Matt is beloved by his students—not just for his teaching techniques—but for the personal touch he gives each class. Remembering names, details and special talents Matt still relishes at putting like-minded people together. He even has classes dedicated to the arts. During one recent workshop, “Yoga for Writers,” he instructed students to write in a journal and have a discussion afterwards. “I think people are dying for a supportive, art community,” shares Matt “and I love that I get to contribute to a space that leaves people happier at the end of the day.”


Ask anyone on the trails of Runyon Canyon about Julia and they will either know her or know of her. Leading a pack of 8 to 10 dogs, 2 to 3 times a day will draw some attention especially if you’re a friendly blonde. Julia is known as the Major of Runyon or the Queen of the Canines and for good reason. Passionate about her career in dog walking, Julia is a magnet.

Talk about a career shift. Several years back Julia found herself burnt out on high end event planning. From music award shows, parades, weddings and book launches, Julia was there tending to each and every detail. “I was sick all the time. Since I’ve been walking dogs, I haven’t been sick at all, for years.” The stress became too much when her own dog was tragically hit by a car, marking a new direction for Julia. “It was awful but it made me think about what was really important.”

Julia quit her day job and starting going to the dog park. Mourning the loss of her yellow lab Eddie, she found solace in playing with the dogs at the park. One day, sparked by a conversation with a stranger, Julia got the idea to start a dog walking company. “Being outside all day, walking, training and taking care of dogs, just sounded like a dream.” So, after several bruises, scratches and a really dirty car, Julia became a real life Dr. Doolittle. A few searches online and you’ll find the myriad of recommendations from her clients, far and wide.

Julia reveals the best thing about her new career path is being appreciated by her human and dog clients. Never feeling fulfilled in her past occupation Julia raves about the positive mental shift her new career has had on her. “I think I have a following. Sometimes I have as many people walking with me as I have dogs. We like to talk. I think I have become a bit of a counselor.” So, if you need some life advice or a big lick from a Puggle or Poodle Doodle, you know where to find her. Julia was inspired by being included in this project several years ago that she went back to school to study NLP, get her counseling certification and help people make changes in their lives by shifting their reality. You can find her new, budding business model here @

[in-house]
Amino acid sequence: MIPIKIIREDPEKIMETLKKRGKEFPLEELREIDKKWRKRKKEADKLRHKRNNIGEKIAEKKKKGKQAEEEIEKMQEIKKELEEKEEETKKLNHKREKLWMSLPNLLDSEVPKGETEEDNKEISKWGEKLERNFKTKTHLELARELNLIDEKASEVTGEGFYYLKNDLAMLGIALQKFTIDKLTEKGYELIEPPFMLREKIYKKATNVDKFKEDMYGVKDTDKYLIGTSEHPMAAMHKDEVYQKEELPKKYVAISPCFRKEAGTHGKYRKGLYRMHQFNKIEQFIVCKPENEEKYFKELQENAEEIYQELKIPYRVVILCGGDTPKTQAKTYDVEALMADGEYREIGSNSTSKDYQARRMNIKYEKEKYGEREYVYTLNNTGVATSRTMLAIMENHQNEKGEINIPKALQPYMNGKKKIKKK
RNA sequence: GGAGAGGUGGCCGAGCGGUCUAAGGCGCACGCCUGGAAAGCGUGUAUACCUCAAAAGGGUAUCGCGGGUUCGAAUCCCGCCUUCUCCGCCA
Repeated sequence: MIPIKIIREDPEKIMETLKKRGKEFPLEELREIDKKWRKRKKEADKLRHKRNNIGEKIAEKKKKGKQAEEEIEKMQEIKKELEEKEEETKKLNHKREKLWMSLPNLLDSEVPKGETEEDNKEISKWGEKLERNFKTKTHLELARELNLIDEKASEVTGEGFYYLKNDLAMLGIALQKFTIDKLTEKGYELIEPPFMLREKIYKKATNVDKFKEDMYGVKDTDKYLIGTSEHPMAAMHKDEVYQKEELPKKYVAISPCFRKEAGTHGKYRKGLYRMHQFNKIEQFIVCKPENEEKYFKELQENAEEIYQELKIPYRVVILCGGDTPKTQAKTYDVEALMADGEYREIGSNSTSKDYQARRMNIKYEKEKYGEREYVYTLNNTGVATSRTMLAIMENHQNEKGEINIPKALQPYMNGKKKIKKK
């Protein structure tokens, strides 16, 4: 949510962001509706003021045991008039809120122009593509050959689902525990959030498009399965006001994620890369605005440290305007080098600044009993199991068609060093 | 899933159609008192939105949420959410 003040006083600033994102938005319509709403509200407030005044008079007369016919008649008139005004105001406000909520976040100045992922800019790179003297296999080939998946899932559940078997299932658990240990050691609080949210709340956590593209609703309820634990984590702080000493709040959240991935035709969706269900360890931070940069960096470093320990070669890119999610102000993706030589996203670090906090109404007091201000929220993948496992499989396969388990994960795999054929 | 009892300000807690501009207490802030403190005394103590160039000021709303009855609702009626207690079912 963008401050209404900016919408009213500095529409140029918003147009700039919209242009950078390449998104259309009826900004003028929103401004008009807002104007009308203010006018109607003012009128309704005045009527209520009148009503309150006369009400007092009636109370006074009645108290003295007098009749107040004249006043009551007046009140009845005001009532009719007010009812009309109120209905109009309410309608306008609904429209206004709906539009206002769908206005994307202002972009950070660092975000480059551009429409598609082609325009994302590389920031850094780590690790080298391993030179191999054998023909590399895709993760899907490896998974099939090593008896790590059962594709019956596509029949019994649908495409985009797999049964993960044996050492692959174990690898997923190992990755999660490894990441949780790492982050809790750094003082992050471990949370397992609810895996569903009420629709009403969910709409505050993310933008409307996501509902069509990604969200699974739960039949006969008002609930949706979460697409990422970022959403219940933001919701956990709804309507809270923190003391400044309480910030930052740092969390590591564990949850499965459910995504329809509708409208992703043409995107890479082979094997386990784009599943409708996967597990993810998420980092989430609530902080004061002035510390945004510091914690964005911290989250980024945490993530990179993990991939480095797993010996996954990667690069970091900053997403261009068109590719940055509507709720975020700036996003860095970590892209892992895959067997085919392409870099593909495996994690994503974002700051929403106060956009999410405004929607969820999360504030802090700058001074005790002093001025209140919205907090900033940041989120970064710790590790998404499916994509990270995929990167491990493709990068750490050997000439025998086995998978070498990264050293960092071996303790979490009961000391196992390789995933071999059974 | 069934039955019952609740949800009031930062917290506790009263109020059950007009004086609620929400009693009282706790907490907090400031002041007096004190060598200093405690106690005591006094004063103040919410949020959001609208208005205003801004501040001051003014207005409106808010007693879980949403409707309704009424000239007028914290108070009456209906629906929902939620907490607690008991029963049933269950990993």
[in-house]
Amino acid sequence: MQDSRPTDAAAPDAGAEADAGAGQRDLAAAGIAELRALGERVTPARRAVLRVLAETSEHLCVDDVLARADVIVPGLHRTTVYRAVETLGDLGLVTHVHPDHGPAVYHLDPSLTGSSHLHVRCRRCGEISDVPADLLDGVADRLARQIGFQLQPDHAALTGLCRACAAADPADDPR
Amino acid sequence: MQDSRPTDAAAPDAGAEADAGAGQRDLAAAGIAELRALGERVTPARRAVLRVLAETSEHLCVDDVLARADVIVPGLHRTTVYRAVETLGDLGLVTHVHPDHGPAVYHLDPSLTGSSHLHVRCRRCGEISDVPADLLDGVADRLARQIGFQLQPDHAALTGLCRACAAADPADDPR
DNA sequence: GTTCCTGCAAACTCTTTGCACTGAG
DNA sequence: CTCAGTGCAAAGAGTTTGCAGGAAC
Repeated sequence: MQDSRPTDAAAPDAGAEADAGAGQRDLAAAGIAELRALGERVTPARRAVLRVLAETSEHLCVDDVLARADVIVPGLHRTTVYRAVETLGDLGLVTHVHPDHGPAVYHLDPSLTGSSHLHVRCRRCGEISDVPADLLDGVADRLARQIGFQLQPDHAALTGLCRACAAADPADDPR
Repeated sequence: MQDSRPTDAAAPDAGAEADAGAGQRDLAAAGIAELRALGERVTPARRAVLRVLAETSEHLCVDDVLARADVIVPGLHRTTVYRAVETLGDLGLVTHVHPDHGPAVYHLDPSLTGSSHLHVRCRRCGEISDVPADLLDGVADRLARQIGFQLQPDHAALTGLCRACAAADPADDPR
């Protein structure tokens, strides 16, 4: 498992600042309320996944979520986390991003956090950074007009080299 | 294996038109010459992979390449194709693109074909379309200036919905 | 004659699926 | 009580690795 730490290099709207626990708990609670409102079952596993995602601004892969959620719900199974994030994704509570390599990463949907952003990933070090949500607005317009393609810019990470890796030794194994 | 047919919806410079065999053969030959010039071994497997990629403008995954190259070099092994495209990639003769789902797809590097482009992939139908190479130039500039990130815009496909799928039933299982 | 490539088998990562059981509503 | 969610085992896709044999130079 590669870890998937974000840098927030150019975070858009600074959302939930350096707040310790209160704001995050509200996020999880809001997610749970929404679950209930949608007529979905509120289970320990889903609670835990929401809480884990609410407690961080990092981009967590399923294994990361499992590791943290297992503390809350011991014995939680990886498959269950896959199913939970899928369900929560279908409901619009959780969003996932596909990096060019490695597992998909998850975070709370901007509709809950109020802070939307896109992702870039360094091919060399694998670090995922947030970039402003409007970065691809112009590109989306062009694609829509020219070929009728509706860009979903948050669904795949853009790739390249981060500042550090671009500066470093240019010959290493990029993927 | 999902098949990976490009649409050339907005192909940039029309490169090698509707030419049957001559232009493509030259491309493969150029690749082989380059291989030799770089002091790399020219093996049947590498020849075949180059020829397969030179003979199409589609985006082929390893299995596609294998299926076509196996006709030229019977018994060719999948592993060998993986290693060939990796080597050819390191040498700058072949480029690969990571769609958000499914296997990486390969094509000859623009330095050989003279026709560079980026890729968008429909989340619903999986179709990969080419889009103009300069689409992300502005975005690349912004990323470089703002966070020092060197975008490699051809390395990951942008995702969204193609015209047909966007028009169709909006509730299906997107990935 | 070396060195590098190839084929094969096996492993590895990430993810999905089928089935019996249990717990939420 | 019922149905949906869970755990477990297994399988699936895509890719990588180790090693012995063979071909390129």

Several years ago, Glenn traded the bitter chill of the San Francisco bay wind for the gentle, warm breeze of the Pacific Ocean making Manhattan Beach California his new home. Taking a job with Mercedes, this Stanford grad pushed numbers by day and traveled weekly meeting new clients and gathering research for the car giant. “It was tough with all the travel I did. I felt like I didn’t have a foundation in the city,” says Davis. Seeking a sense of community Glenn took a volleyball class. Living blocks from Manhattan Beach, the birthplace of volleyball, Glenn was amazed at the tight nit community that existed around the sport. It wasn’t until the recession that Glenn was introduced to a new life of fitness, fun and a lot more sunsets.

“Our travel budgets were cut which meant I was home a lot more then the previous year. I started practicing a lot more, 4-5 times a week and working with coaches to improve my skills. It became addictive really,” said Glenn.

Training consistently Glenn was proud to say he felt he was in the best shape of his life. Deciding to help coach at night, Glenn’s newly learned skills allowed him to progress to the qualifiers for the AVP at the end of the summer. “It was like a dream come true to be there with these phenomenal players.” said Glenn. “It was an amazing feeling to have progressed so much. I don’t think I would have found the community and the drive to practice so hard had my work schedule taken me out of town.” Feeling fortunate for this slow time, it’s allowed Glenn to cultivate other areas of his life and excel at one of his most favorite sports.